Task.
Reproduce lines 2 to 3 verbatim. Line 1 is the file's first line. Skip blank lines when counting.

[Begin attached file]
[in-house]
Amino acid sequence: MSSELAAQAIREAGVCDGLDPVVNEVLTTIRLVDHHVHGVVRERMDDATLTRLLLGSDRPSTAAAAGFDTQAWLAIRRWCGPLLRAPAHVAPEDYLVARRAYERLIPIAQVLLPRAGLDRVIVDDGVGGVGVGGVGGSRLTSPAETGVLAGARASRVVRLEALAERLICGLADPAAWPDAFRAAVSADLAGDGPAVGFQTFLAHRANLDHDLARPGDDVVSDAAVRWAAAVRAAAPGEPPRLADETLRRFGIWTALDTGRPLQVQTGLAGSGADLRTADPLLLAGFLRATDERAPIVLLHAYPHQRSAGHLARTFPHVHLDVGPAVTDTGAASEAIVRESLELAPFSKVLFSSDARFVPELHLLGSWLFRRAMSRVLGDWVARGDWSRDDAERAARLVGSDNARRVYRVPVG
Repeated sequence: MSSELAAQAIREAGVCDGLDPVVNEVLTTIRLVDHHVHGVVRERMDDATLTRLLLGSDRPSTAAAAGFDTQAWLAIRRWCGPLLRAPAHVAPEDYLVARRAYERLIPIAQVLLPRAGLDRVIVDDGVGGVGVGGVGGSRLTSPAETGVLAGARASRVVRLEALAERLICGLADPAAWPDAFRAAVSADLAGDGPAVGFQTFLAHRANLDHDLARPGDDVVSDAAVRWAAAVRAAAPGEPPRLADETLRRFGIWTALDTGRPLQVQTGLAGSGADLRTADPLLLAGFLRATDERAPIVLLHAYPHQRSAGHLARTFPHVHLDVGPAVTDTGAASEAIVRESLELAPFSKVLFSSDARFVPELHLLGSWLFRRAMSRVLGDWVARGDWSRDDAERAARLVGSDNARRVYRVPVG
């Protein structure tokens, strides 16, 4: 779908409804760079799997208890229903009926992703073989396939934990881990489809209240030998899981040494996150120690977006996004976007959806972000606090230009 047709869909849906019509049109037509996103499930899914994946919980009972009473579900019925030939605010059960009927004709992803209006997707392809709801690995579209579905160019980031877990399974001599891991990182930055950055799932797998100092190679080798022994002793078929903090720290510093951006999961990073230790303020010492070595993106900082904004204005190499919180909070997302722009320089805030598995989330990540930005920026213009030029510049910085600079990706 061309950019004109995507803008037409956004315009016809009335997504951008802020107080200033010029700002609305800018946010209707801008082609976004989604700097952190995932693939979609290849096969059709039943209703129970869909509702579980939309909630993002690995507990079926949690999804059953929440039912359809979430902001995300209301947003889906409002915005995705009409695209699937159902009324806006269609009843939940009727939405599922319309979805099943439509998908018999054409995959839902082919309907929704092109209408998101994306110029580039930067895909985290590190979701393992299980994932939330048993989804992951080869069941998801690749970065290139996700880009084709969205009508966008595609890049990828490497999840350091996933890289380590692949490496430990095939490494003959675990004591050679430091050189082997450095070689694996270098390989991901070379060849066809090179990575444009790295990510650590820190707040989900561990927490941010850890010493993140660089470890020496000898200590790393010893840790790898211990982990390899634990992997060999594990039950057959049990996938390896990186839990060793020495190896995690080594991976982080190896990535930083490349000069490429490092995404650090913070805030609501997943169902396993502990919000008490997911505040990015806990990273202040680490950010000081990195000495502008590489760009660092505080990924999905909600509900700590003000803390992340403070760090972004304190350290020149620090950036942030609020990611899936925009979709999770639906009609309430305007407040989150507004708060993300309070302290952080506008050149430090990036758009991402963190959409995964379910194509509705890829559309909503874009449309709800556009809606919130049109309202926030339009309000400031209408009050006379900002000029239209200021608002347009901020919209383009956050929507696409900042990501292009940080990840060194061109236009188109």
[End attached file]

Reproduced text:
Amino acid sequence: MSSELAAQAIREAGVCDGLDPVVNEVLTTIRLVDHHVHGVVRERMDDATLTRLLLGSDRPSTAAAAGFDTQAWLAIRRWCGPLLRAPAHVAPEDYLVARRAYERLIPIAQVLLPRAGLDRVIVDDGVGGVGVGGVGGSRLTSPAETGVLAGARASRVVRLEALAERLICGLADPAAWPDAFRAAVSADLAGDGPAVGFQTFLAHRANLDHDLARPGDDVVSDAAVRWAAAVRAAAPGEPPRLADETLRRFGIWTALDTGRPLQVQTGLAGSGADLRTADPLLLAGFLRATDERAPIVLLHAYPHQRSAGHLARTFPHVHLDVGPAVTDTGAASEAIVRESLELAPFSKVLFSSDARFVPELHLLGSWLFRRAMSRVLGDWVARGDWSRDDAERAARLVGSDNARRVYRVPVG
Repeated sequence: MSSELAAQAIREAGVCDGLDPVVNEVLTTIRLVDHHVHGVVRERMDDATLTRLLLGSDRPSTAAAAGFDTQAWLAIRRWCGPLLRAPAHVAPEDYLVARRAYERLIPIAQVLLPRAGLDRVIVDDGVGGVGVGGVGGSRLTSPAETGVLAGARASRVVRLEALAERLICGLADPAAWPDAFRAAVSADLAGDGPAVGFQTFLAHRANLDHDLARPGDDVVSDAAVRWAAAVRAAAPGEPPRLADETLRRFGIWTALDTGRPLQVQTGLAGSGADLRTADPLLLAGFLRATDERAPIVLLHAYPHQRSAGHLARTFPHVHLDVGPAVTDTGAASEAIVRESLELAPFSKVLFSSDARFVPELHLLGSWLFRRAMSRVLGDWVARGDWSRDDAERAARLVGSDNARRVYRVPVG